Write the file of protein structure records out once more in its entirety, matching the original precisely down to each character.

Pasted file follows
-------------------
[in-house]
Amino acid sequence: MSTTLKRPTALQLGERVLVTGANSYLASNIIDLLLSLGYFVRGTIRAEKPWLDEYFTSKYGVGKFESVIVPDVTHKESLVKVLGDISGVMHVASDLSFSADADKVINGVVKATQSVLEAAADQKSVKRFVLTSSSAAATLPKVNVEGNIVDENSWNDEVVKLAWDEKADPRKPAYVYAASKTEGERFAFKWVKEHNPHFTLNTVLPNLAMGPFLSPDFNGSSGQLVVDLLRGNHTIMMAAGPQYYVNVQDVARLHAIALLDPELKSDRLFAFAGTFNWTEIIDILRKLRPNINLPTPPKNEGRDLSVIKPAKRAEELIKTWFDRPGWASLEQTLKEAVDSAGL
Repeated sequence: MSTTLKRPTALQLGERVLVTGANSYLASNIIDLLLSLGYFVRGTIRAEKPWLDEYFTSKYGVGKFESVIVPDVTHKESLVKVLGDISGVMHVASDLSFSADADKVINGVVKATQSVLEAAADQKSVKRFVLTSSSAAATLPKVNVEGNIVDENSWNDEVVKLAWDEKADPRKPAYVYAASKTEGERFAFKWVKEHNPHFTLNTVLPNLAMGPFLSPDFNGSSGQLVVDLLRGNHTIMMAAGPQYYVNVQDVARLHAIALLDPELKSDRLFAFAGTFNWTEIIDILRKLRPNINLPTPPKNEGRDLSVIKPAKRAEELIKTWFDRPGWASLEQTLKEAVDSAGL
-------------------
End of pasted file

[in-house]
Amino acid sequence: MSTTLKRPTALQLGERVLVTGANSYLASNIIDLLLSLGYFVRGTIRAEKPWLDEYFTSKYGVGKFESVIVPDVTHKESLVKVLGDISGVMHVASDLSFSADADKVINGVVKATQSVLEAAADQKSVKRFVLTSSSAAATLPKVNVEGNIVDENSWNDEVVKLAWDEKADPRKPAYVYAASKTEGERFAFKWVKEHNPHFTLNTVLPNLAMGPFLSPDFNGSSGQLVVDLLRGNHTIMMAAGPQYYVNVQDVARLHAIALLDPELKSDRLFAFAGTFNWTEIIDILRKLRPNINLPTPPKNEGRDLSVIKPAKRAEELIKTWFDRPGWASLEQTLKEAVDSAGL
Repeated sequence: MSTTLKRPTALQLGERVLVTGANSYLASNIIDLLLSLGYFVRGTIRAEKPWLDEYFTSKYGVGKFESVIVPDVTHKESLVKVLGDISGVMHVASDLSFSADADKVINGVVKATQSVLEAAADQKSVKRFVLTSSSAAATLPKVNVEGNIVDENSWNDEVVKLAWDEKADPRKPAYVYAASKTEGERFAFKWVKEHNPHFTLNTVLPNLAMGPFLSPDFNGSSGQLVVDLLRGNHTIMMAAGPQYYVNVQDVARLHAIALLDPELKSDRLFAFAGTFNWTEIIDILRKLRPNINLPTPPKNEGRDLSVIKPAKRAEELIKTWFDRPGWASLEQTLKEAVDSAGL